Pleasure and the need for safety

Melanie Robson
Oct 14, 2020 · 4 min read

The best sex truly involves letting down your guard

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Photo by Jeremy Bishop on Unsplash

Human pleasure is a paradox. Simple and yet strangely complicated, pleasure requires both the brain and body to effectively work in unison to really blow your mind. Or more accurately, give you mind-blowing orgasms. Even in that phrase we see evidence of the brain and body working together to create the ultimate expression of pleasure.

Experiences of pleasure vary wildly, particularly between the sexes. I know as a cisgendered hetero female, I can have frustratingly disappointing orgasms or no orgasm at all; even when I want one. Most people experience orgasm-frustration at some time of their lives. Whether they come too quickly, not at all, half-heartedly, with by-product of pain, take ‘too long’, or need to be hanging upside down balancing a snooker ball on their toes, pleasure can be an confusing and difficult road sometimes.

However, a common theme — in fact a common need — for most people in order to experience pleasure, is that of safety. Fundamentally humans need to feel safe before they can let down their guard and let someone in.

Sex needs to feel safe

For women, a sense of safety is even more important; for we are the ones who literally and metaphorically let some penetrate us. (That is, if you are engaging in penetrative sexual experiences, regardless of the object is that is being used to penetrate).

Safety is wired into us as humans. Think of the fight or flight or freeze response that is part of the sympathetic nervous system. Designed to help us when we feel under threat, this system helps us fight off the threat, run from it or feign death in the hope we will be left alone.

The fight-or-flight system is a nifty inbuilt evolutionary by-product that still exists within us. Whilst it has been pivotal in keeping our species alive, oftentimes in the modern world it gets in the way especially when there is no actual physical threat. However, as a mechanism it serves an important purpose still, particularly in relation to sexual experiences, and especially if you’re female.

The tag-team of the brain and the body

Research by Georgiadis et al. (2006), on the brain during sexual excitation in women, found that when clitorally-induced orgasm occurs, parts of her brain effectively shut-down and go completely quiet (if this isn’t a good argument for female orgasm if you want peace and quiet I don’t know what is).

The brain can’t go quiet if it is under threat. Even a perceived threat is enough to keep the brain wired.

If you’re wired, you can’t relax. Relaxation requires safety. See the picture here?

In the body, polyvagal theory (Porges, 2018) suggests that foreplay and intimacy can only occur when our defences are let down. In addition to the fight-or-flight response and the opposing (and re-balancing) calming rest-and-digest response, the vagus nerve is now thought to also encompass a social engagement system. We must engaging socially — safely — to have (consenual) sex.

Our bodies (starting from the brain) go into defence mode when it is triggered by a threat. For good sex and orgasm to occur, the body must effectively be immolbilized without fully shutting down. Polyvagal theory tells us that immobilization is a vulnerable state involving the dorsal vagal circuit and the social engagement system working together.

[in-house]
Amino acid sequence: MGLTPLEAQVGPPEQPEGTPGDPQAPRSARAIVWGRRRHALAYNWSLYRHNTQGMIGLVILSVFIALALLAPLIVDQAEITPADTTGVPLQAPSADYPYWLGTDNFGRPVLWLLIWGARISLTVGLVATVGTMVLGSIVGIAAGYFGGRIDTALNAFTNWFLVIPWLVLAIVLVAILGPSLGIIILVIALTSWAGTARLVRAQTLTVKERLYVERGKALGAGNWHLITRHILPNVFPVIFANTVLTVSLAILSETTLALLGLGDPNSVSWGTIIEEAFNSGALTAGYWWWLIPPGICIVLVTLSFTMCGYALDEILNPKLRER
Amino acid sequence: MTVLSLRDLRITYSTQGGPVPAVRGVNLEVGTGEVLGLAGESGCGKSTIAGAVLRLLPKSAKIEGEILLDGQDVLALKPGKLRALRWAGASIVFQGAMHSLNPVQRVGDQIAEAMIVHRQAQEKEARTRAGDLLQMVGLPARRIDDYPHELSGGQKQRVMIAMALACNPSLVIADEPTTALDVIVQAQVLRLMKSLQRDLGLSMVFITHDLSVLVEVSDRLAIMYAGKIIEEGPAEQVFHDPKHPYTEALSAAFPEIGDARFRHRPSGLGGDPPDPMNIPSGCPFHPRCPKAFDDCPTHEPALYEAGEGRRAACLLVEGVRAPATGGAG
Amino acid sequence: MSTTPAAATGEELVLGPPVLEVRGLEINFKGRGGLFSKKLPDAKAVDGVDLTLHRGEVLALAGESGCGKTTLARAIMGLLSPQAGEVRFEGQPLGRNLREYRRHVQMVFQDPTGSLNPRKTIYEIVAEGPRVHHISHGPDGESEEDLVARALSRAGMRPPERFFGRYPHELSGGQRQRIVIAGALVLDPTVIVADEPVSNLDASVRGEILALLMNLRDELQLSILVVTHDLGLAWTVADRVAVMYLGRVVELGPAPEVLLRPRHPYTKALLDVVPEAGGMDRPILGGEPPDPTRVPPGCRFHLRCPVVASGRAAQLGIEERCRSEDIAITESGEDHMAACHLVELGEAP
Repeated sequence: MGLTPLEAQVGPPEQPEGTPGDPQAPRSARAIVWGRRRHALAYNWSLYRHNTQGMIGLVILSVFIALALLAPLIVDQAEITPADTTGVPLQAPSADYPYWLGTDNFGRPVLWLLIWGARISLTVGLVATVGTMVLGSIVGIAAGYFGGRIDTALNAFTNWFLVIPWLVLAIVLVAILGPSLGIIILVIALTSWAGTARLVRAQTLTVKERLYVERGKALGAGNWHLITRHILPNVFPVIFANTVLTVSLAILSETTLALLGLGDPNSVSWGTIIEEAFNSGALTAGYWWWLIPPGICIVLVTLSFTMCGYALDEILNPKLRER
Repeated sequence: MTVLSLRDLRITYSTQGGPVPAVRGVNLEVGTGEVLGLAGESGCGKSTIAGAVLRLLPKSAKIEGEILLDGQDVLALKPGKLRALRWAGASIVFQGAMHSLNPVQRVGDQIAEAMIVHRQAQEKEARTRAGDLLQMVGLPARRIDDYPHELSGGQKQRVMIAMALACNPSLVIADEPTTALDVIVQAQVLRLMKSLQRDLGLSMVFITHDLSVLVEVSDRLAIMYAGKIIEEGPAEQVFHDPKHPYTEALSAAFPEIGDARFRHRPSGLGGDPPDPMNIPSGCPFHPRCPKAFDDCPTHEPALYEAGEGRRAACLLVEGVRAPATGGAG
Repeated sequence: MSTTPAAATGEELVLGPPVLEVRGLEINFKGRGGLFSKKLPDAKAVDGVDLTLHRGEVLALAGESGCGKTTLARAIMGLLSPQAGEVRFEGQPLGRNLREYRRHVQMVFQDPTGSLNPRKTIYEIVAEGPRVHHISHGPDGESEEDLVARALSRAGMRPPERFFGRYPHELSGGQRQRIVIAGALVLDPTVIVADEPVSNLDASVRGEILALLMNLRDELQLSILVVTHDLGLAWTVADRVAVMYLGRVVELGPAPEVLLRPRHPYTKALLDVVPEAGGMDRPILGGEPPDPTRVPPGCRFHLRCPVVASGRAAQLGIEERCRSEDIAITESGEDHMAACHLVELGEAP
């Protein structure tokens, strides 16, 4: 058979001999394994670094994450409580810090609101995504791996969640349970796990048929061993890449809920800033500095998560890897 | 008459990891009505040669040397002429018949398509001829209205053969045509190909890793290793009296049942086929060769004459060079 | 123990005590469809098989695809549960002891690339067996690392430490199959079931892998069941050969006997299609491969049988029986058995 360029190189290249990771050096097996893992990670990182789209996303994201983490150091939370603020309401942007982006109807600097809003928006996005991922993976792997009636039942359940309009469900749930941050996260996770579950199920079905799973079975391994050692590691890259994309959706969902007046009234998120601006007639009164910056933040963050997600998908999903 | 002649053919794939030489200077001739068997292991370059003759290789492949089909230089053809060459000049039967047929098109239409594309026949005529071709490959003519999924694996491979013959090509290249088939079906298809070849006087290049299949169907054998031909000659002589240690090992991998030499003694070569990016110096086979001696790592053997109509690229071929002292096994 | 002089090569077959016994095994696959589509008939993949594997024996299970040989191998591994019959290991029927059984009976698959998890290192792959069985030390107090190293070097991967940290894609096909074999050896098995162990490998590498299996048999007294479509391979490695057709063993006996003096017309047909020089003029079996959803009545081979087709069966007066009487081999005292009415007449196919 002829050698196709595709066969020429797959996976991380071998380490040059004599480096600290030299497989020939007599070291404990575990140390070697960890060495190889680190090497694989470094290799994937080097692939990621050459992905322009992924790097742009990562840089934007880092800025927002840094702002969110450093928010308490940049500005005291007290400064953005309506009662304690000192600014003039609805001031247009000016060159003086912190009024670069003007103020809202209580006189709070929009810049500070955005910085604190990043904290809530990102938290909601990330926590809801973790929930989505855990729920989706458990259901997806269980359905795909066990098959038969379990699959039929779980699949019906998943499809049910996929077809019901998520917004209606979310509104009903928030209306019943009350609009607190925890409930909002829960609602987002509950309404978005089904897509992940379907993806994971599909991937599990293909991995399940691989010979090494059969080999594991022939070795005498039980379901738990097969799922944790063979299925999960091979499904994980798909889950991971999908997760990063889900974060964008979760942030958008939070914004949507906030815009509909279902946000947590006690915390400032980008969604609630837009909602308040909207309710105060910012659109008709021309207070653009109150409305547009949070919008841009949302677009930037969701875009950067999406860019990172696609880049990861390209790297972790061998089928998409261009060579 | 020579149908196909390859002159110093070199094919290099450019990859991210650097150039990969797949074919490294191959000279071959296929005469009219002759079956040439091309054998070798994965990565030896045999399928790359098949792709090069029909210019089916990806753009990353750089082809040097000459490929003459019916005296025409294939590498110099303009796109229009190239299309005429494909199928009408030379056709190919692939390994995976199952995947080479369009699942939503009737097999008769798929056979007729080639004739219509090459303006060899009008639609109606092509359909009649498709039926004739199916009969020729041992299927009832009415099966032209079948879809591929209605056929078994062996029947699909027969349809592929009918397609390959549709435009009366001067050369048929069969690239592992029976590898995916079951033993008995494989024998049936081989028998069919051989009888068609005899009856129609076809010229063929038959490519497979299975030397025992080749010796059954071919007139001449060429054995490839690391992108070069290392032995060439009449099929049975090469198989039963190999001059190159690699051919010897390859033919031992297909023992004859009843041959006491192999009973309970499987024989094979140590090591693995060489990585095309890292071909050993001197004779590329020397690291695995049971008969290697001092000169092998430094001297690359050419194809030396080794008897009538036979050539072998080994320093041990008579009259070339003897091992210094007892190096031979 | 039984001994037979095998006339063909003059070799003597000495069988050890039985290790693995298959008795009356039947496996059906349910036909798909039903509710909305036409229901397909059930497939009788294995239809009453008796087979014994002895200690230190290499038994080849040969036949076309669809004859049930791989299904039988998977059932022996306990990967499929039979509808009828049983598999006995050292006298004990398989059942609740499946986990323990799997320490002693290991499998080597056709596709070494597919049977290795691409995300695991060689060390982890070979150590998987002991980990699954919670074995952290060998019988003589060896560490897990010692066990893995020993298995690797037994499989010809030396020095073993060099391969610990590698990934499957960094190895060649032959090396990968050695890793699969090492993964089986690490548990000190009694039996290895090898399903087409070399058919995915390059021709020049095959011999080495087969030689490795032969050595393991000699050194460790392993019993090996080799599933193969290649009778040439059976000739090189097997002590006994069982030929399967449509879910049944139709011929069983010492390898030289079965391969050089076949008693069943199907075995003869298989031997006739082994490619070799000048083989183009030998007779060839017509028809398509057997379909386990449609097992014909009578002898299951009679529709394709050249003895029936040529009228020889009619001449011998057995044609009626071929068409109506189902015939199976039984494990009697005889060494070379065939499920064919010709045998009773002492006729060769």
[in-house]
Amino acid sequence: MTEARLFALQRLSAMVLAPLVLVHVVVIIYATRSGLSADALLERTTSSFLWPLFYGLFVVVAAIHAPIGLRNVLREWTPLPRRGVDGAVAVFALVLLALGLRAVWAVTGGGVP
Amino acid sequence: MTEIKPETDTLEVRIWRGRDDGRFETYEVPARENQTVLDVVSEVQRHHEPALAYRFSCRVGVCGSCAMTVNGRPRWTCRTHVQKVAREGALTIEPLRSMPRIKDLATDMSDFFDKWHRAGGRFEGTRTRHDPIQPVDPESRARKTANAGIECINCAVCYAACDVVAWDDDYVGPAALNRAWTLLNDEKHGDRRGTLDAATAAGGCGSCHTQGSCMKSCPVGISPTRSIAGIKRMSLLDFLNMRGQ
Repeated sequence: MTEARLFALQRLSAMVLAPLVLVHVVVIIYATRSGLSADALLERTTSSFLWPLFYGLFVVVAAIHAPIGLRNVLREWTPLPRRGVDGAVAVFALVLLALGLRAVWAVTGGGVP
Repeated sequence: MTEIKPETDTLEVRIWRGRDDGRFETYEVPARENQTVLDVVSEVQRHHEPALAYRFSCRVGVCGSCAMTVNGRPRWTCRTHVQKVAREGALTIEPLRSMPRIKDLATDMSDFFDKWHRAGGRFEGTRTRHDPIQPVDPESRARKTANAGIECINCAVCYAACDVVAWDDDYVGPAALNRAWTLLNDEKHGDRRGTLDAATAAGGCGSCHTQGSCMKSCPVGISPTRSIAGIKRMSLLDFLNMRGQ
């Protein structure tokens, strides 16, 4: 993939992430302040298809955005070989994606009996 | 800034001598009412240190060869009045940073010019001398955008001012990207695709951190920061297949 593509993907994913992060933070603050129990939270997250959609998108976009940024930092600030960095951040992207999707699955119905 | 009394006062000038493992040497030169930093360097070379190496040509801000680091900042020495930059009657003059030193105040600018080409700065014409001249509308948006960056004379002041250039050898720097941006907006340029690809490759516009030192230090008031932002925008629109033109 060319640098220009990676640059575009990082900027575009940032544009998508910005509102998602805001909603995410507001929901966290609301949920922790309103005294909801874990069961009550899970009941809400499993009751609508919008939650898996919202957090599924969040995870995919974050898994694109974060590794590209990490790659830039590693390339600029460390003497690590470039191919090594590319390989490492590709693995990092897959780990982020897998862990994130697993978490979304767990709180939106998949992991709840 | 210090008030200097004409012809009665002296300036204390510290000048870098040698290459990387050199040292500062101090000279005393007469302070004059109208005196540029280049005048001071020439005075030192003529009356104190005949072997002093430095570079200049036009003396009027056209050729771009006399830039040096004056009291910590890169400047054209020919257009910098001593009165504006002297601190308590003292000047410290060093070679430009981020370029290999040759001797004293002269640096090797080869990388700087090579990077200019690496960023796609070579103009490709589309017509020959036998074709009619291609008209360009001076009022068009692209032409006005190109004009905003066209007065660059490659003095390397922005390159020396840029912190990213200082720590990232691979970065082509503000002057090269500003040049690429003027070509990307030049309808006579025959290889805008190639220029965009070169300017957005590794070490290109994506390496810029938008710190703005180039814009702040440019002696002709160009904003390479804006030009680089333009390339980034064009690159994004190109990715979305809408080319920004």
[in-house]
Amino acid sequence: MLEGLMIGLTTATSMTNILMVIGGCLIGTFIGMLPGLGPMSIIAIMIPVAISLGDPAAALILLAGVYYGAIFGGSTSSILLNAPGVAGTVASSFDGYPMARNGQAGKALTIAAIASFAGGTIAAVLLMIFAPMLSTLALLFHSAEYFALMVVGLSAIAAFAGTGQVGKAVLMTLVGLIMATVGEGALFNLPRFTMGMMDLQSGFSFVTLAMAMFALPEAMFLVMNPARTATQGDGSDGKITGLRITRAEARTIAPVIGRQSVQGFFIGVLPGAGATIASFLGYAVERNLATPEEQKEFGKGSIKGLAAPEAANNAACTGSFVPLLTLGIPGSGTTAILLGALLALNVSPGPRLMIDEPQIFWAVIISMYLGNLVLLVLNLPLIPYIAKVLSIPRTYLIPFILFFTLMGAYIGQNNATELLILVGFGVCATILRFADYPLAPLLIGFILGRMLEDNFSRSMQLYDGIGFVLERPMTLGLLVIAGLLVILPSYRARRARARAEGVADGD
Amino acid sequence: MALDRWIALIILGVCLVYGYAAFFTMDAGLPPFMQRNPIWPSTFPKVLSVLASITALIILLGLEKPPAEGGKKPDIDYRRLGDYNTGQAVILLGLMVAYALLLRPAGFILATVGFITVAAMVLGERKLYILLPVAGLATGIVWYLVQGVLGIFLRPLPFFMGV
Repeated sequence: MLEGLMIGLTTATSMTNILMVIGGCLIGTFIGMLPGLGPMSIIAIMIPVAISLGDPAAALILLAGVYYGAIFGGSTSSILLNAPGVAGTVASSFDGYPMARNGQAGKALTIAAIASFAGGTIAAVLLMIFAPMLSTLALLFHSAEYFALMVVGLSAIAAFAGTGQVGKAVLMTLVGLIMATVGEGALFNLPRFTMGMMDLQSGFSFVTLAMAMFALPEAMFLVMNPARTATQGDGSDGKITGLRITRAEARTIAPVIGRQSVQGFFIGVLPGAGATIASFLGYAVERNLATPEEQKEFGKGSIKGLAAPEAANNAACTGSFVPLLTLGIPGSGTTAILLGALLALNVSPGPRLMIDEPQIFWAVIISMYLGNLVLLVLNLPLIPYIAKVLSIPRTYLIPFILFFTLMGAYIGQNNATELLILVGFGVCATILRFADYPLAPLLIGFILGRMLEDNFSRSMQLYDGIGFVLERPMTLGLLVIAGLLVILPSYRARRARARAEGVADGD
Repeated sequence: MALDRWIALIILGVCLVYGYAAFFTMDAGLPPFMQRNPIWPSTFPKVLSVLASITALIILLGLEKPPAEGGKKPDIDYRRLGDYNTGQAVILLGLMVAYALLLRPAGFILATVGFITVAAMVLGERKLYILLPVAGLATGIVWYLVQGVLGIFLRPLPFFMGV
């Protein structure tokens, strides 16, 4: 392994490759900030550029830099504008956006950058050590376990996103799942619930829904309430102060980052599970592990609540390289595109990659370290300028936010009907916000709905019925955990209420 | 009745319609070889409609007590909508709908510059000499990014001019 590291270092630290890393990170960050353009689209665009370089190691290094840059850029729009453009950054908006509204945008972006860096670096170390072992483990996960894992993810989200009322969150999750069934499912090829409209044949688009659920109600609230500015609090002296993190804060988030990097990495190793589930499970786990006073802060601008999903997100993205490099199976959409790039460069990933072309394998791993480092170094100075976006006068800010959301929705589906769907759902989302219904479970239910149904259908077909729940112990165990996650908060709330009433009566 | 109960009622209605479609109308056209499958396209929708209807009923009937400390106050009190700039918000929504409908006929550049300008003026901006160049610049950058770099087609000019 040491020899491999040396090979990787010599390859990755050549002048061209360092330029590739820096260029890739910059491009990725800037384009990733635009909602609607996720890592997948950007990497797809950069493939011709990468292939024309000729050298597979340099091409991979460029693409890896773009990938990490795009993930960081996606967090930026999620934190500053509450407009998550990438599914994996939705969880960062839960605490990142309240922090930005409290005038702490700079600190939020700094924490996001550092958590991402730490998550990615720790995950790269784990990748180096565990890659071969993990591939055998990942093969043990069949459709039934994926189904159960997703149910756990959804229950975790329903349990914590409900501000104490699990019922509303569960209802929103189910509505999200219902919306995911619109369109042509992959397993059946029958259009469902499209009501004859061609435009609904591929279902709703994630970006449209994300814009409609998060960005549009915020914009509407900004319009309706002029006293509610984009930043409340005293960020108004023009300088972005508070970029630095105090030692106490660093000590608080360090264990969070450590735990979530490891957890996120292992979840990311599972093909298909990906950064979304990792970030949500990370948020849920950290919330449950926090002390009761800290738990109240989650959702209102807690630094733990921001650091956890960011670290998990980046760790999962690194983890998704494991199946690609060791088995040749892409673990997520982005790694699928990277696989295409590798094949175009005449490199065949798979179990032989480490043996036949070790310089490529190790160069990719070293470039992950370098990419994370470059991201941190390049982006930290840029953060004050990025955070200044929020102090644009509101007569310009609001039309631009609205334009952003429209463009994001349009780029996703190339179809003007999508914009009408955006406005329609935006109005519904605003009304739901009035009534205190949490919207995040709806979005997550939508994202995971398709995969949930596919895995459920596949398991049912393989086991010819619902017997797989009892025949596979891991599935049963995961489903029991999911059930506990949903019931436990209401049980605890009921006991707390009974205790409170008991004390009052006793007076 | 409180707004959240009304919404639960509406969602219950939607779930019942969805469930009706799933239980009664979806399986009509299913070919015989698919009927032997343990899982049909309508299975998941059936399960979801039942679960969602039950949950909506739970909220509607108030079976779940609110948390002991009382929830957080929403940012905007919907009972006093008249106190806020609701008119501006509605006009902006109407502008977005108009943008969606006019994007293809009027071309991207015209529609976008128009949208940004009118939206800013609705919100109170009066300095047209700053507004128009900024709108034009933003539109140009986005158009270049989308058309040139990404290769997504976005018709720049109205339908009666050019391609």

In essence, the body and brain need to recognize the other as safe, at a deep primal level. That is, the brain and body need to welcome in (literally) the other, instead of triggering a defensive reaction.

If your defences are up you certainly can’t relax and ‘play’ can you?

Sex as play

Sex is one of the ways adults play. Children can’t play (or learn for that matter) unless they feel safe, so why is that any different for adults?

Even in activities such as BDSM where there may be inflictions of pain, highly arousing experiences can be experienced. Given the sense of safety that must occur for play/foreplay/intimacy/sex, BDSM can work exceptionally well given how sessions are explicitly set up. Rules are set, safe words are discussed, trust and boundaries are established. So even when you’re (say) tied up and whipped, the predetermined structure around you has created such a sense of safety you can let go.

It’s a paradox but it makes sense. And if this can be achieved in something as limit-pushing as BDSM, it can certainly be achieved in plain old vanilla sex.

We are hard-wired for connection, but connection can’t occur if you don’t feel safe. And for women, this goes even deeper. We must feel truly at ease to experience brain-quietening, body-opening sex. Penetrating her starts with the mind: it goes from the outside in.

It is only once the need for safety has been respected (and believe me, you’ll know when that has happened) that true pleasure can be experienced.

Pleasure Advocate

Pleasure is a choice. Welcome it.

Melanie Robson

Written by

Australian writer, sexologist, & therapist. I sometimes write about sex & pleasure. I sometimes write about weird shit, my interests & being human.

Pleasure Advocate

Fill your brain with pleasure because words are sexy.

Melanie Robson

Written by

Australian writer, sexologist, & therapist. I sometimes write about sex & pleasure. I sometimes write about weird shit, my interests & being human.

Pleasure Advocate

Fill your brain with pleasure because words are sexy.

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